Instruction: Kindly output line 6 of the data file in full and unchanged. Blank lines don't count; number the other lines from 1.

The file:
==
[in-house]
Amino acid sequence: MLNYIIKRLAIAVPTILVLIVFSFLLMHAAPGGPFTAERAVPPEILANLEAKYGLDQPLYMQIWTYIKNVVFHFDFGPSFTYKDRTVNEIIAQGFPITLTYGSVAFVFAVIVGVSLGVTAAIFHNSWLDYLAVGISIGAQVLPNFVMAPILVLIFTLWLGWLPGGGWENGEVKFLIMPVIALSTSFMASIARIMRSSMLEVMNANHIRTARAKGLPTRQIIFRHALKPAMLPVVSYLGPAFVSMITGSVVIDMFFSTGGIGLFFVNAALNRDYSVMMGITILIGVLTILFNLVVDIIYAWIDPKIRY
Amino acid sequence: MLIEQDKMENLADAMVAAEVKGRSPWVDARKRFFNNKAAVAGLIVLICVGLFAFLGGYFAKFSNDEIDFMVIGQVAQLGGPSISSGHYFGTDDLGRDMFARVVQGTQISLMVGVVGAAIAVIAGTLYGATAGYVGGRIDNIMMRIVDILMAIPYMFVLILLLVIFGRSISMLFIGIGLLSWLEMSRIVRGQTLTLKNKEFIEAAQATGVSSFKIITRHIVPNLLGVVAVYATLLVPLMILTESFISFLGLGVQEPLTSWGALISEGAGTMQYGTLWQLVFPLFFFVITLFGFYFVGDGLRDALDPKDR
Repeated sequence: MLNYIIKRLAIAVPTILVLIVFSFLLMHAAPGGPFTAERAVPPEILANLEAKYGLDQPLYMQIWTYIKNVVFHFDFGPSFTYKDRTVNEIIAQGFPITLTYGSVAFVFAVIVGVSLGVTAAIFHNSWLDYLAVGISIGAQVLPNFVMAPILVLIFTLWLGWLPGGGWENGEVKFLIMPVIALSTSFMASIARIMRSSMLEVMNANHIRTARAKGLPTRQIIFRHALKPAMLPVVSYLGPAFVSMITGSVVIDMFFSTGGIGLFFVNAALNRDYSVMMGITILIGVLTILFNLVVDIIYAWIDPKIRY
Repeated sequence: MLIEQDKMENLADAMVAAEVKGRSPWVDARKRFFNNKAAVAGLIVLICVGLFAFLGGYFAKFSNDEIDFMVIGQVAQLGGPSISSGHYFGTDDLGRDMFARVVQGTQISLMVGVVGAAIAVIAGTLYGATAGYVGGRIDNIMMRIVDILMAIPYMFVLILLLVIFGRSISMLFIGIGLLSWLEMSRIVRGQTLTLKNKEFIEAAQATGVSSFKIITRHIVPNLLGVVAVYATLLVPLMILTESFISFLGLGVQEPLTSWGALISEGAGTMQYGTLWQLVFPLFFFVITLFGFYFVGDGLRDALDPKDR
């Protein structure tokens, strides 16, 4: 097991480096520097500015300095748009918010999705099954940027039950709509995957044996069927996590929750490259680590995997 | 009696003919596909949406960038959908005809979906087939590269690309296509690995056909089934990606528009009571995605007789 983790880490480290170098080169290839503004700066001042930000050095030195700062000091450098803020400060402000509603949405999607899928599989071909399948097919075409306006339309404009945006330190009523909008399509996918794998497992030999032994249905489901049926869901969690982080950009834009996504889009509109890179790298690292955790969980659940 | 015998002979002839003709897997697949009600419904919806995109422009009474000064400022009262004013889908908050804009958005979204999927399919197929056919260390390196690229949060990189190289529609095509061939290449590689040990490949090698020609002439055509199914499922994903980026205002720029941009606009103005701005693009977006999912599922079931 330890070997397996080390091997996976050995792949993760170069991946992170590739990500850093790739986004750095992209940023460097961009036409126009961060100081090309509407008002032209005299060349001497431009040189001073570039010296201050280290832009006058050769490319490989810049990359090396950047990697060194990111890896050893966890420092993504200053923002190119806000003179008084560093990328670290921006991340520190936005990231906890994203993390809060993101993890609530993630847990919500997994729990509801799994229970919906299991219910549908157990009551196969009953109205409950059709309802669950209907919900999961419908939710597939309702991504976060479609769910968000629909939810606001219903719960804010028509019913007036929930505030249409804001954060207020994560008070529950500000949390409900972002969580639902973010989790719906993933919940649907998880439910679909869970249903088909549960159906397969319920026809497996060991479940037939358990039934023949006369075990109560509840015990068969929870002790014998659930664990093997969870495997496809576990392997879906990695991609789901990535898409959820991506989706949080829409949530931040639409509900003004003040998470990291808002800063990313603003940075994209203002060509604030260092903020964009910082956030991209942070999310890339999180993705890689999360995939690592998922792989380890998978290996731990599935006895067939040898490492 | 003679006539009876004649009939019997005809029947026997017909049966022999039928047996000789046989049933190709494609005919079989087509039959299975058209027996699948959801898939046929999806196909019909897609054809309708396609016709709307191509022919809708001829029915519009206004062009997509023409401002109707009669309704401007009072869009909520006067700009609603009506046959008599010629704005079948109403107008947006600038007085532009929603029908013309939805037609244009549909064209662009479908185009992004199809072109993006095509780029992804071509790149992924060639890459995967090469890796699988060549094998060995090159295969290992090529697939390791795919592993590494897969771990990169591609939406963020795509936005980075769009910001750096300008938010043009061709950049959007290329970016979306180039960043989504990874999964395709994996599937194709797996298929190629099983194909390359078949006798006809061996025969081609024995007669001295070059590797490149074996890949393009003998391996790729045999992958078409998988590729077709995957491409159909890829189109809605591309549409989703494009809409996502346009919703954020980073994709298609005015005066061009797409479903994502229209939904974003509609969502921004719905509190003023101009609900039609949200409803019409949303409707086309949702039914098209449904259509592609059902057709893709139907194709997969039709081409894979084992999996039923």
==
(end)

């Protein structure tokens, strides 16, 4: 097991480096520097500015300095748009918010999705099954940027039950709509995957044996069927996590929750490259680590995997 | 009696003919596909949406960038959908005809979906087939590269690309296509690995056909089934990606528009009571995605007789 983790880490480290170098080169290839503004700066001042930000050095030195700062000091450098803020400060402000509603949405999607899928599989071909399948097919075409306006339309404009945006330190009523909008399509996918794998497992030999032994249905489901049926869901969690982080950009834009996504889009509109890179790298690292955790969980659940 | 015998002979002839003709897997697949009600419904919806995109422009009474000064400022009262004013889908908050804009958005979204999927399919197929056919260390390196690229949060990189190289529609095509061939290449590689040990490949090698020609002439055509199914499922994903980026205002720029941009606009103005701005693009977006999912599922079931 330890070997397996080390091997996976050995792949993760170069991946992170590739990500850093790739986004750095992209940023460097961009036409126009961060100081090309509407008002032209005299060349001497431009040189001073570039010296201050280290832009006058050769490319490989810049990359090396950047990697060194990111890896050893966890420092993504200053923002190119806000003179008084560093990328670290921006991340520190936005990231906890994203993390809060993101993890609530993630847990919500997994729990509801799994229970919906299991219910549908157990009551196969009953109205409950059709309802669950209907919900999961419908939710597939309702991504976060479609769910968000629909939810606001219903719960804010028509019913007036929930505030249409804001954060207020994560008070529950500000949390409900972002969580639902973010989790719906993933919940649907998880439910679909869970249903088909549960159906397969319920026809497996060991479940037939358990039934023949006369075990109560509840015990068969929870002790014998659930664990093997969870495997496809576990392997879906990695991609789901990535898409959820991506989706949080829409949530931040639409509900003004003040998470990291808002800063990313603003940075994209203002060509604030260092903020964009910082956030991209942070999310890339999180993705890689999360995939690592998922792989380890998978290996731990599935006895067939040898490492 | 003679006539009876004649009939019997005809029947026997017909049966022999039928047996000789046989049933190709494609005919079989087509039959299975058209027996699948959801898939046929999806196909019909897609054809309708396609016709709307191509022919809708001829029915519009206004062009997509023409401002109707009669309704401007009072869009909520006067700009609603009506046959008599010629704005079948109403107008947006600038007085532009929603029908013309939805037609244009549909064209662009479908185009992004199809072109993006095509780029992804071509790149992924060639890459995967090469890796699988060549094998060995090159295969290992090529697939390791795919592993590494897969771990990169591609939406963020795509936005980075769009910001750096300008938010043009061709950049959007290329970016979306180039960043989504990874999964395709994996599937194709797996298929190629099983194909390359078949006798006809061996025969081609024995007669001295070059590797490149074996890949393009003998391996790729045999992958078409998988590729077709995957491409159909890829189109809605591309549409989703494009809409996502346009919703954020980073994709298609005015005066061009797409479903994502229209939904974003509609969502921004719905509190003023101009609900039609949200409803019409949303409707086309949702039914098209449904259509592609059902057709893709139907194709997969039709081409894979084992999996039923």